The Merrifield chip will reportedly offer 50 percent better performance and “much improved” battery life in smartphones compared to prior chips, according to Intel Executive Vice President Tom Kilroy, who spoke during a keynote speech at the Computex trade show in Taipei.
Merrifield is aimed at high-performance smartphones, and will succeed the current generation of Atom chips code-named Medfield and Clover Trail+ being used in a smattering of devices. The chip is due to ship to carriers and device makers early next year, and it and the Galaxy Tab 3 10.1 may reinvigorate Intel's mobile ambitions.
Most processors -- really system-on-a-chips or SOCs -- are ARM-based. Intel hasn't been able to take away much market share.
Kilroy also demonstrated some tablets running Android and Windows on upcoming Atom chips which have the code-name Bay Trail. While current Intel-based smartphones and tablets only offer 3G connectivity, at least one Windows model had LTE connectivity, which is a good sign. If Intel is to break into mobility -- and it sees the need as PCs continue to lose market share to tablets -- it needs to provide LTE support.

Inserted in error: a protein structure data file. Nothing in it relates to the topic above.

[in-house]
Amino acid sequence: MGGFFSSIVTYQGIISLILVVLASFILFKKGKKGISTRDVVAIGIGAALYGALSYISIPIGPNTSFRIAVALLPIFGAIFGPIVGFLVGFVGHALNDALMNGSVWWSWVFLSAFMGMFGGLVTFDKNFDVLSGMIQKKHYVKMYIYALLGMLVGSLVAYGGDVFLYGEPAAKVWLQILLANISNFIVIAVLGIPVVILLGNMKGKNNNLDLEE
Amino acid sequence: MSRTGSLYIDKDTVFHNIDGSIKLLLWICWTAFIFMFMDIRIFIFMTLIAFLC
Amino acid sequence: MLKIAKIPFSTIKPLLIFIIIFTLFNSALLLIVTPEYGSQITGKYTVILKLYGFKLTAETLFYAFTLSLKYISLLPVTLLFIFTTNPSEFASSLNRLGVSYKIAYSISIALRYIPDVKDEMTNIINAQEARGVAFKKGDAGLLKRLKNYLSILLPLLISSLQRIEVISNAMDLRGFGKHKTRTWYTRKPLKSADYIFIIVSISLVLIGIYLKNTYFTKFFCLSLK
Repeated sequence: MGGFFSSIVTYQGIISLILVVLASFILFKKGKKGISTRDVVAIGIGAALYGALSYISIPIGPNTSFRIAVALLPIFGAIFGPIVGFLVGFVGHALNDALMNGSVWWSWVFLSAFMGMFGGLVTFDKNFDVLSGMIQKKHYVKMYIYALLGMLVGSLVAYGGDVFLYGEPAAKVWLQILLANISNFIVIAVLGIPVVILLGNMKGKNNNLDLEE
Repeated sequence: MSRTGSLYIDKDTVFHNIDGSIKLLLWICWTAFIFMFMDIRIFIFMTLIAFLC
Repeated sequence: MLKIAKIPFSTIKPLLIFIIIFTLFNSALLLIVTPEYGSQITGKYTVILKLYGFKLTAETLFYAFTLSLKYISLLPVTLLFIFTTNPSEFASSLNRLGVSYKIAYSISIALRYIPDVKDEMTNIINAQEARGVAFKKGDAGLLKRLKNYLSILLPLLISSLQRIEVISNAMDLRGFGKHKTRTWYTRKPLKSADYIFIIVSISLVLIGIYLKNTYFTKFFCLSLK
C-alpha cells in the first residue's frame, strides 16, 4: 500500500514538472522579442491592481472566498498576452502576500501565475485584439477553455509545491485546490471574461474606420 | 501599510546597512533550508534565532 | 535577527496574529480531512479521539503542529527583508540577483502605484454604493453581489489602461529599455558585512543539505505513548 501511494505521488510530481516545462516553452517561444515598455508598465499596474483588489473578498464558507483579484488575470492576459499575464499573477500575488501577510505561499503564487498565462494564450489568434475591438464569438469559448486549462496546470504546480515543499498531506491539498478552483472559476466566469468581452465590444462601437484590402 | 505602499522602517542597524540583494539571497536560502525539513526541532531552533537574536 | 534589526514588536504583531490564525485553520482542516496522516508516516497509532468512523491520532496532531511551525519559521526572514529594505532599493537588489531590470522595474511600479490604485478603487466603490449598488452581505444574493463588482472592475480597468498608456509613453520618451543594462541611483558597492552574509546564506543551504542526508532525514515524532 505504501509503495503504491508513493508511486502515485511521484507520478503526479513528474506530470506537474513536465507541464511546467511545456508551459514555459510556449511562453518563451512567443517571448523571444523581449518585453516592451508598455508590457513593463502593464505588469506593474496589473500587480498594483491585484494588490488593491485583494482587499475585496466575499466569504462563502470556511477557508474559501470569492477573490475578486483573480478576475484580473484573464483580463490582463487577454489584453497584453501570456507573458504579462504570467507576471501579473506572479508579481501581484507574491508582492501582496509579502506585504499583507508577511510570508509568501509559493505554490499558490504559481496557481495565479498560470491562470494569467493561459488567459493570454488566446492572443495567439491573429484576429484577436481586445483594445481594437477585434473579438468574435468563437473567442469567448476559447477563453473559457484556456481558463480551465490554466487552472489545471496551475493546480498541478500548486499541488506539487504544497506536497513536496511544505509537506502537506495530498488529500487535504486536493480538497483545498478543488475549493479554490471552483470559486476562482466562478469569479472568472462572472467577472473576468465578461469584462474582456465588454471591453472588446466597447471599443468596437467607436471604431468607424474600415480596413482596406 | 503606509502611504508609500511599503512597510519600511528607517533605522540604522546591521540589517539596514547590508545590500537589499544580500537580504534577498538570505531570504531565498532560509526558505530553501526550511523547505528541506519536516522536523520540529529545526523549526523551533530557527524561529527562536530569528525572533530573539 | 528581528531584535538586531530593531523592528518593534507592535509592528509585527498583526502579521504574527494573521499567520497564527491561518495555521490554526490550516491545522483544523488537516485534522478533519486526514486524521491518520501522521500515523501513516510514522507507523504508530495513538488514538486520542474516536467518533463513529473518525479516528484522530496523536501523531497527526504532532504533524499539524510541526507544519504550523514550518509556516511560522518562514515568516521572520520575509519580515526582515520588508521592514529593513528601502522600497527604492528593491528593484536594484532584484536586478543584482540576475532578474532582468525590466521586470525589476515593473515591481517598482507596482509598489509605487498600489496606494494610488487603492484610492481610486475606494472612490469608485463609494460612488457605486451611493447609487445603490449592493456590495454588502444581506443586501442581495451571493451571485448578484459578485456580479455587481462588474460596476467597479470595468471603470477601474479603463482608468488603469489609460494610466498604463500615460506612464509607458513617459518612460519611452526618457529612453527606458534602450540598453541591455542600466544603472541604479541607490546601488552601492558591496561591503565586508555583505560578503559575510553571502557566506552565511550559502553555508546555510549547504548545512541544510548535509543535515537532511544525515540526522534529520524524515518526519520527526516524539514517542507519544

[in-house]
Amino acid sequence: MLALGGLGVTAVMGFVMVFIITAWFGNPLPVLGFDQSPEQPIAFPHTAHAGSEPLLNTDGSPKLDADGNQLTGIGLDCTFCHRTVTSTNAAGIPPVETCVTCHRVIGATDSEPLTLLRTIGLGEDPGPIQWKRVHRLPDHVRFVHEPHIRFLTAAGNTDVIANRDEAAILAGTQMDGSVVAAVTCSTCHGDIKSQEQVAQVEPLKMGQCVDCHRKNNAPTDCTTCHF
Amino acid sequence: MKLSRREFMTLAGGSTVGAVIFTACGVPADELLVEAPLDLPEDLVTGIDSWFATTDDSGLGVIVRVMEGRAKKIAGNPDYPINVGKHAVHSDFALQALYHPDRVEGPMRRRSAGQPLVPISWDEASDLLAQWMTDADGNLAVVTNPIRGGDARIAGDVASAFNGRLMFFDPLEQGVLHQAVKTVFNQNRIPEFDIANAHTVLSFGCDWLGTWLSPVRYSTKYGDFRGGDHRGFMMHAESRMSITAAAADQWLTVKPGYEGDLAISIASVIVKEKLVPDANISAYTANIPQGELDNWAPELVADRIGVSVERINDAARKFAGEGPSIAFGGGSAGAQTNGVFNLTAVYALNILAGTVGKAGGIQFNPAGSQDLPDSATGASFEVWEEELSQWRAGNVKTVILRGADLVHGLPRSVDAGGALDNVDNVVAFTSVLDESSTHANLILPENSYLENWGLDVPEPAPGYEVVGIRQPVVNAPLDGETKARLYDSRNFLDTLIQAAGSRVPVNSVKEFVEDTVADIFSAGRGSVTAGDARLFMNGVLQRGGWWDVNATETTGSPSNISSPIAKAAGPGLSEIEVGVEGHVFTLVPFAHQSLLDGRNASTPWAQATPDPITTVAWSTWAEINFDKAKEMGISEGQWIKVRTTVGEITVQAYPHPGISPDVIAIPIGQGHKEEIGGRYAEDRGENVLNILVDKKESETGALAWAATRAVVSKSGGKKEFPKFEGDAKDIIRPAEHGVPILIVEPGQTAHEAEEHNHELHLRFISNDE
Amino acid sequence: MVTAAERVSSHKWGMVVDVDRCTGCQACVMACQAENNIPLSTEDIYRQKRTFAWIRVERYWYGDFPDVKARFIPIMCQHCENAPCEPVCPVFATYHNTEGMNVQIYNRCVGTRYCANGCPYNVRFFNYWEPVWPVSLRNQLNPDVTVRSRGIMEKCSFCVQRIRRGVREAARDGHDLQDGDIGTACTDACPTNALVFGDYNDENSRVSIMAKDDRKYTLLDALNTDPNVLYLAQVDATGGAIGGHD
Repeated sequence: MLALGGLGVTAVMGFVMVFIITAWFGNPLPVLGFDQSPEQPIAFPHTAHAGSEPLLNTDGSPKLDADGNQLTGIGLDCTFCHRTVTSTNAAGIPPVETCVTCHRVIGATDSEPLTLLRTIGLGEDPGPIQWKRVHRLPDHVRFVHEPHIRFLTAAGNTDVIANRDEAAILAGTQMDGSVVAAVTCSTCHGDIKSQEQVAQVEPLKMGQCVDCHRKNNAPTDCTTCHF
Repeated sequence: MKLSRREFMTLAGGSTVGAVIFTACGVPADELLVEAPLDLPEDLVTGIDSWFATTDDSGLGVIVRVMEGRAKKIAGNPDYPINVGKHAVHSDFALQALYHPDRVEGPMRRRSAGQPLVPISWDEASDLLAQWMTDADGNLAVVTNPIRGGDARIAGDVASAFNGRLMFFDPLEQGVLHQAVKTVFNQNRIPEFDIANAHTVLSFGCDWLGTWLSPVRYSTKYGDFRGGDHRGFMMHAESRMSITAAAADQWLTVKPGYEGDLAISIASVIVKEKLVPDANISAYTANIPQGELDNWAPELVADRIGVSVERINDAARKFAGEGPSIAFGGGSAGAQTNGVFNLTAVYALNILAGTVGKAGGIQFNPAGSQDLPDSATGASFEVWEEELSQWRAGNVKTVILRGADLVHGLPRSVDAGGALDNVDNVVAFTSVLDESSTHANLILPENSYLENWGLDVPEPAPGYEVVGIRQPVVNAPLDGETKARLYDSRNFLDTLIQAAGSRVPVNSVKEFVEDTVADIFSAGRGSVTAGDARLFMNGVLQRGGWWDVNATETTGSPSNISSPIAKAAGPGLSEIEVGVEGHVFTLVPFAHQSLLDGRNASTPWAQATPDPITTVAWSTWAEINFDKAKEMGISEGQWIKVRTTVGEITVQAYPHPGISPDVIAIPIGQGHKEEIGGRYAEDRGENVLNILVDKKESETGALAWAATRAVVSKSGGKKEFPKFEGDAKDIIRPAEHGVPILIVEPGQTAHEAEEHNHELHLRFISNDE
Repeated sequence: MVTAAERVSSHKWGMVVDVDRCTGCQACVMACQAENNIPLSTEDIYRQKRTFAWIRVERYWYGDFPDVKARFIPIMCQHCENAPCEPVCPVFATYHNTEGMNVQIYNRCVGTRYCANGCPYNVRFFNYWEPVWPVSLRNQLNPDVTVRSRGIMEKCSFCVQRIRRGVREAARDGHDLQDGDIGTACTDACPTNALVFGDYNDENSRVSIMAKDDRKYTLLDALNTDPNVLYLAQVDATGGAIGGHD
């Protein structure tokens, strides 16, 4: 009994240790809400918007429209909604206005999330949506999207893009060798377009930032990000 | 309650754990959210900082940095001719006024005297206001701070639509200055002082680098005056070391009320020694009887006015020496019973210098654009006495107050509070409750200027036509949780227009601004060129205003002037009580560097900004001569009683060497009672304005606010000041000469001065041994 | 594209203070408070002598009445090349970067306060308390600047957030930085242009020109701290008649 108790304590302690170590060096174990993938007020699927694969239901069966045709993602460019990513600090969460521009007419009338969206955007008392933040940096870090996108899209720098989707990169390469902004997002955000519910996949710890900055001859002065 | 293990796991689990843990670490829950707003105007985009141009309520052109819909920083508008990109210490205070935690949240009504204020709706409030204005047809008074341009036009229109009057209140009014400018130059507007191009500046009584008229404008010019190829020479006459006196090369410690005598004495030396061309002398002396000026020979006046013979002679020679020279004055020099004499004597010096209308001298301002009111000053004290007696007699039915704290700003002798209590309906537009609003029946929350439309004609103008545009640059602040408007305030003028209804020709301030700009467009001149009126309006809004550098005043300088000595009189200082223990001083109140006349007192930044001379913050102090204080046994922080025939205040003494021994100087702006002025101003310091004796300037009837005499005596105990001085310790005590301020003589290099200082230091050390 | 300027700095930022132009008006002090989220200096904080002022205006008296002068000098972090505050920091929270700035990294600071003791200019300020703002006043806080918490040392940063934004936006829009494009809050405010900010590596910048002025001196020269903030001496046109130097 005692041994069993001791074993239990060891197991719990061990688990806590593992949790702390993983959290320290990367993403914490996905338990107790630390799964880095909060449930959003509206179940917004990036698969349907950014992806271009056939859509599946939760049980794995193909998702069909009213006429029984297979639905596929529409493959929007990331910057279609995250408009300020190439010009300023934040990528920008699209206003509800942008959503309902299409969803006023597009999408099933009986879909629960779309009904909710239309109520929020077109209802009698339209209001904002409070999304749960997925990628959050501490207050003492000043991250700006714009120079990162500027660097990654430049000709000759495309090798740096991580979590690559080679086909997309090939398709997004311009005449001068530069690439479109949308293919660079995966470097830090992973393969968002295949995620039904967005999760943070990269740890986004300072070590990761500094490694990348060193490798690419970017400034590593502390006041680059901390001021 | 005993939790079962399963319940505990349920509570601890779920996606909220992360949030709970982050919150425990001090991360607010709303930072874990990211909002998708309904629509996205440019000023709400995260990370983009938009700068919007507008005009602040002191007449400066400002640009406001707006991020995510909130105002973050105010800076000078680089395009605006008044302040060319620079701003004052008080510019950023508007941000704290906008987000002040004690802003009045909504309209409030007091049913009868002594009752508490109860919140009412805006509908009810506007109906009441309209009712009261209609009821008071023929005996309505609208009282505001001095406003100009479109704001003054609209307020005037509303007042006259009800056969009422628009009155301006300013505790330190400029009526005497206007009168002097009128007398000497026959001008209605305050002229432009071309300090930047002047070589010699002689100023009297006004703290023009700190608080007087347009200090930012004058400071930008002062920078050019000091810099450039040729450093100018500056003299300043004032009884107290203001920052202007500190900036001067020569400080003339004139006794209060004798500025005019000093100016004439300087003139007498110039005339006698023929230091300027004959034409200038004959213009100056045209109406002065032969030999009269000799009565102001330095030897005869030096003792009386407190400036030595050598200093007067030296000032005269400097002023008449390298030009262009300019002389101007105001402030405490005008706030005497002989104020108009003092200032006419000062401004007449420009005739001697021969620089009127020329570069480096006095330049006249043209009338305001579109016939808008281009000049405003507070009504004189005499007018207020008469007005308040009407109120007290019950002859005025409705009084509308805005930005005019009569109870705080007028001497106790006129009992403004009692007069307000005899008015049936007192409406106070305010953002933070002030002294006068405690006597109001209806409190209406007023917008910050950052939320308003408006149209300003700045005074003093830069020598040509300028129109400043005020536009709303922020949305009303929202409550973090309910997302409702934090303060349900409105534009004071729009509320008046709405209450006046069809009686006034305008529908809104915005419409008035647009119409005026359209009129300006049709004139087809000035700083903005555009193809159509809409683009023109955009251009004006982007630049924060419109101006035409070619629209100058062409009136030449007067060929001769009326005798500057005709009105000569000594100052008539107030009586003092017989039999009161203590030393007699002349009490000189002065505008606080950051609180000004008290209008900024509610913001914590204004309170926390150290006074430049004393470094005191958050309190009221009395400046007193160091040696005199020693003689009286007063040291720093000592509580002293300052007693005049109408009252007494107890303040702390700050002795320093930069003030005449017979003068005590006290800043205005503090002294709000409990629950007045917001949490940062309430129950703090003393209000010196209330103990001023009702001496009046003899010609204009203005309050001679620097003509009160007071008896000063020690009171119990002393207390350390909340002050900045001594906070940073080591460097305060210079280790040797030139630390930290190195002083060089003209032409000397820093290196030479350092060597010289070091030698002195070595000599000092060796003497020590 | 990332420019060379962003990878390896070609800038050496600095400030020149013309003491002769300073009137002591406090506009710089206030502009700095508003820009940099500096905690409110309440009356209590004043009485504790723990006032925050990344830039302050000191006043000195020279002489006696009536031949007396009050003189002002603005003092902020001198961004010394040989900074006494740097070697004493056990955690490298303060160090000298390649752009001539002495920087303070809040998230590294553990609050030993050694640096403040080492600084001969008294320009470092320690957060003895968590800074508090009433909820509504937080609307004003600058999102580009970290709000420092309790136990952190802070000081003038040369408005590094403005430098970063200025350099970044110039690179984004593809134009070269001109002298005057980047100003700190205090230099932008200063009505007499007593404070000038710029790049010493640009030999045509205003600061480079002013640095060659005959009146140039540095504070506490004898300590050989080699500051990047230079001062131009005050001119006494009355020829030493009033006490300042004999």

Kilroy did not mention when LTE would reach Intel-based mobile devices.
Kilroy said that Bay Trail-based tablets will ship beginning at $399 later this year. Intel previously said that Bay Trail tablets priced between $200 and $500 -- with both Android and Windows -- will be available by December.
The Merrifield and Bay Trail Atom chips are both based on the Silvermont architecture, which is the first major Atom architecture redesign since the first such chips were released for netbooks in 2008. Intel claims that Silvermont tablet chips 4.7 times less power than their predecessors.
In addition, Silvermot chips will use FinFET and a 22-nanometer process, with transistors stacked in a 3D=type structure rather thanbeing placed side-by-side.